The federal government increasingly relies on whistleblowers to ferret out fraud, awarding over $4 billion to whistleblowers under the False Claims Act (“FCA”) and the Dodd-Frank Wall Street Reform and Consumer Protection Act (“Dodd-Frank”). May lawyers ethically seek these whistleblower rewards? Several lawyers have tried unsuccessfully to serve as FCA whistleblowers. Additional lawyers may be seeking whistleblower rewards under Dodd-Frank, but the secrecy of the award process prevents us from knowing whether they have sought or received awards. This is the first Article to analyze in-depth the key questions for determining whether a lawyer may seek a federal whistleblower award: (1) When may a lawyer disclose a client’s confidential information? (2) When does a lawyer’s obligation of loyalty preclude seeking a personal benefit by disclosing a crime or fraud? (3) Do federal whistleblower laws preempt state ethics standards? (4) Which state’s ethics law applies when several states have significant contacts with the matter? These questions are enormously complex. Confidentiality exceptions differ widely among states. Lawyers are bound not just by conflict of interest rules, but also by the common-law duty not to profit from a client’s confidential information. While several federal courts have summarily rejected FCA preemption of state ethics standards, none of them confronted the fact that the FCA preempts state law fiduciary and contractual duties that would prevent nonlawyer insiders from serving as whistleblowers.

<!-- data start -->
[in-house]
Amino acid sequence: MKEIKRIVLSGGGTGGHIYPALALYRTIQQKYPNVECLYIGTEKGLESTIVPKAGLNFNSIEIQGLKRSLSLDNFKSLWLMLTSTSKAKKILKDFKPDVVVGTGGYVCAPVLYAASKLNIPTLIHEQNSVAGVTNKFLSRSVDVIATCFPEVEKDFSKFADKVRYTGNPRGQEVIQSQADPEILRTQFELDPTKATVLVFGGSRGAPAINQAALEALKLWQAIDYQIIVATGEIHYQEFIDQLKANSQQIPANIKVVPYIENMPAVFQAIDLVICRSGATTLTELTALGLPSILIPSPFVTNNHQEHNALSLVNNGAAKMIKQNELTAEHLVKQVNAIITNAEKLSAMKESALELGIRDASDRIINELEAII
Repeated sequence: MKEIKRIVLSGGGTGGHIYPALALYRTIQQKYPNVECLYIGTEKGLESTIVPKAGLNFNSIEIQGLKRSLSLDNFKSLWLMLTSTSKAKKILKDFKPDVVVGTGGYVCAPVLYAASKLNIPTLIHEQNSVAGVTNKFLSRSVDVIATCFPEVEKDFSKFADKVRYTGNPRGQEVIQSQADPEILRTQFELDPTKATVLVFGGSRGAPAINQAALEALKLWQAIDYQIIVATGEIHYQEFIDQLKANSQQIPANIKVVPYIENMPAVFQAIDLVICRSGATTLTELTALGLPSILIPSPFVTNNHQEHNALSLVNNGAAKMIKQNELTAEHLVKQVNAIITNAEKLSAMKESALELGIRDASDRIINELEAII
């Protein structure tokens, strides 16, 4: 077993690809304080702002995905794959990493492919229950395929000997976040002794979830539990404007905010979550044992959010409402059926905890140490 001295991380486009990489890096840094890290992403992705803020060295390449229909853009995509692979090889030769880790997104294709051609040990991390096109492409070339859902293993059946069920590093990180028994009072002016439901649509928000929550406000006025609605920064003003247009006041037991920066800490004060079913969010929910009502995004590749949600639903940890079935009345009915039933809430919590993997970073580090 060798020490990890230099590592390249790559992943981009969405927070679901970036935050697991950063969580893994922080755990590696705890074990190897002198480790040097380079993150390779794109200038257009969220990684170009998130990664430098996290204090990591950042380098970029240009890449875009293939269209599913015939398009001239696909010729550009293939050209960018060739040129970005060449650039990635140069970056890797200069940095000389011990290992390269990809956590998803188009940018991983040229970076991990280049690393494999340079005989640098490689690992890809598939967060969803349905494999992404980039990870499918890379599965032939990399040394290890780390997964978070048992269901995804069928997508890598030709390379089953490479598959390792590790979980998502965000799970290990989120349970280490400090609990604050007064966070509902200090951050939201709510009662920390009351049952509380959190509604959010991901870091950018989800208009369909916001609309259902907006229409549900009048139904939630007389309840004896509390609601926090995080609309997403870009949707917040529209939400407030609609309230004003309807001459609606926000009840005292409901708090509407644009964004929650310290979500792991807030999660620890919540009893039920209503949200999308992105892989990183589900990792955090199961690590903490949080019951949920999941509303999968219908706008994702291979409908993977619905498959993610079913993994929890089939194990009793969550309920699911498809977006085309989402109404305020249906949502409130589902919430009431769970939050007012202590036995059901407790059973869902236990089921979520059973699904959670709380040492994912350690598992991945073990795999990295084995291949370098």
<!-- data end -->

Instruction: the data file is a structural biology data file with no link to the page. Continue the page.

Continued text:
Kathleen Clark & Nancy J. Moore, Financial Rewards for Whistleblowing Lawyers, 56 B.C.L. Rev. 1697 (2015), http://lawdigitalcommons.bc.edu/bclr/vol56/iss5/3